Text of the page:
Atlanta Marchers Want Voting Rights Act Renewed
JENNIFER LUDDEN, host:
Key provisions of the Voting Rights Act are set to expire in 2007, including one that requires some states to receive federal approval before changing their voting laws. Thousands of people marched today in Atlanta to call attention to a new Georgia law mandating stricter voter identification. From Georgia Public Broadcasting, Emily Kopp reports.
EMILY KOPP reporting:
Throngs of people gathered on Martin Luther King Jr. Drive to begin the march. Many wore gold NAACP shirts. Others carried signs from their church congregations, sororities and alumni associations. Sixty-five-year-old Emma Jean Davis warmed up her voice.
Ms. EMMA JEAN DAVIS: What do you want?
Unidentified Group: (In unison) Voting rights.
Ms. DAVIS: When do you want it?
Unidentified Group: (In unison) Now.
KOPP: Davis says decades ago she marched to desegregate Rich's department store here in Atlanta. She brought her 11-year-old granddaughter today for what she says is another historic march.
Ms. DAVIS: And I am enthusiastic that I see all of these people out here and that they're doing such a wonderful thing today to march for our right to vote.
KOPP: The crowd marched to the stadium at historically black Morris Brown College. There, Georgia Congressman John Lewis walked on stage in front of a giant photo of Martin Luther King Jr. talking with President Lyndon Johnson. Lewis said the Voting Rights Act was good in 1965 and it's still good today.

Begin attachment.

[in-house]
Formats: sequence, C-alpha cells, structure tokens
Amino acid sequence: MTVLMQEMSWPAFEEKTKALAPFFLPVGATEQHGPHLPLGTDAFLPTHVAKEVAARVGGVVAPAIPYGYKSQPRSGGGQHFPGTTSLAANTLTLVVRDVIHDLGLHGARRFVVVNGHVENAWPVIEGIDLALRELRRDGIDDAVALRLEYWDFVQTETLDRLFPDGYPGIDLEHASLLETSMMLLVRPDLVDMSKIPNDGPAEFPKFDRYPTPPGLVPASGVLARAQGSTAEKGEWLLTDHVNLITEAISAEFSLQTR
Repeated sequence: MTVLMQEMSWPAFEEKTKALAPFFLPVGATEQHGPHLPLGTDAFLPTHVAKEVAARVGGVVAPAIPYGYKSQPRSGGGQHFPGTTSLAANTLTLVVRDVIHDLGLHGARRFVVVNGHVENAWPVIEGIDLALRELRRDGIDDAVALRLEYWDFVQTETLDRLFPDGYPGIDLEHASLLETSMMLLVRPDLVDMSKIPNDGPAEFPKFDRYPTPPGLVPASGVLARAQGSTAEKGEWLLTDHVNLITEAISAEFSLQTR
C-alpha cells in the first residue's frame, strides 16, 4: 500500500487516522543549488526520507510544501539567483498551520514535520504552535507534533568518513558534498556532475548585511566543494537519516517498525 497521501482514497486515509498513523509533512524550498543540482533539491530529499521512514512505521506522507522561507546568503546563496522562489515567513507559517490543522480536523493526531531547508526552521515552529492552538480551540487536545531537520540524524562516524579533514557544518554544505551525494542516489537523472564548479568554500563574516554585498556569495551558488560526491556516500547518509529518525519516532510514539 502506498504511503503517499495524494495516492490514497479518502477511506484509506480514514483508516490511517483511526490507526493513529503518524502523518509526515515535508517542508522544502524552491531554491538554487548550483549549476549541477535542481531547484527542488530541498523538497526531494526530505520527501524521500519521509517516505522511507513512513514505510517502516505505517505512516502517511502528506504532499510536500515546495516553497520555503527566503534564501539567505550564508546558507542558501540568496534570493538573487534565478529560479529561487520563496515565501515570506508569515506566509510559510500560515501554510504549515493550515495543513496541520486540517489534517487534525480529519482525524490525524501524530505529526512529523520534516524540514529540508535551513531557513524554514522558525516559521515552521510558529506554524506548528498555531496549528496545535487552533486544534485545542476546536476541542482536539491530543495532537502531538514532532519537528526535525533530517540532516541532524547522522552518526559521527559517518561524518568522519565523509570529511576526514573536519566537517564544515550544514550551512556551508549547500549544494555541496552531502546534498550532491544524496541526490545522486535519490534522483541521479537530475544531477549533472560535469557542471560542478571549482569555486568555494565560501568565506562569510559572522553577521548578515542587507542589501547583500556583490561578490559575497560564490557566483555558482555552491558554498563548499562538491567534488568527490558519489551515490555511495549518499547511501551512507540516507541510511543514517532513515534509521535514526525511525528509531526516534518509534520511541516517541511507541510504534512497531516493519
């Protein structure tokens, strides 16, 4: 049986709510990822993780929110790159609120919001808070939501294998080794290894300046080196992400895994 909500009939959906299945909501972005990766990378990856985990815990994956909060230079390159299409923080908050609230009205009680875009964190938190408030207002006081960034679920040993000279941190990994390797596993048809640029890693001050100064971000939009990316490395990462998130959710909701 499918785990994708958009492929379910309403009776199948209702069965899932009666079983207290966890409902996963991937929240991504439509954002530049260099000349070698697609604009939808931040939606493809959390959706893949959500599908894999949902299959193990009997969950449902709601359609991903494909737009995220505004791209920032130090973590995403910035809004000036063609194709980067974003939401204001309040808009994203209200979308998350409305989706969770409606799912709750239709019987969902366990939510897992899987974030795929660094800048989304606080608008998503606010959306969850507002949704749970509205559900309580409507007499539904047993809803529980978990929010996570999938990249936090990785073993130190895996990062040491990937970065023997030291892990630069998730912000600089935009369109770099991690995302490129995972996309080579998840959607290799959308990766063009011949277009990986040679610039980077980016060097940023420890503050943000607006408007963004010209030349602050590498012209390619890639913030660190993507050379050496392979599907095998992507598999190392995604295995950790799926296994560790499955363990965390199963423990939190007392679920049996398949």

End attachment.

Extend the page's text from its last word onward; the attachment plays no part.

Representative JOHN LEWIS (Democrat, Georgia): We will beat them. We were tear-gassed, we were bull-whipped, we were hurt, but we didn't give up and you must not give up 40 years later.
KOPP: Lewis joined more than a dozen other Democratic lawmakers in pledging to fight for the act's renewal in Congress. Then singer Stevie Wonder spoke. He called the purpose of the day's event ridiculous. Wonder says people should not have to keep marching for voting rights year after year.
Mr. STEVIE WONDER (Singer): Let our president sign a bill that says there'll be never a need for anyone to march again because the right of every single citizen of voting will be forever.
KOPP: Organizers say they chose Atlanta for the march because Georgia is one of the states that under the Voting Rights Act must seek federal approval before changing voting laws. A recently passed state law awaits Justice Department approval. It would require voters to show official photo identification. Most marchers oppose the law. They say it would prevent many elderly and poor from voting. They say the new law is proof the Voting Rights Act is still needed today.
For NPR News, I'm Emily Kopp in Atlanta.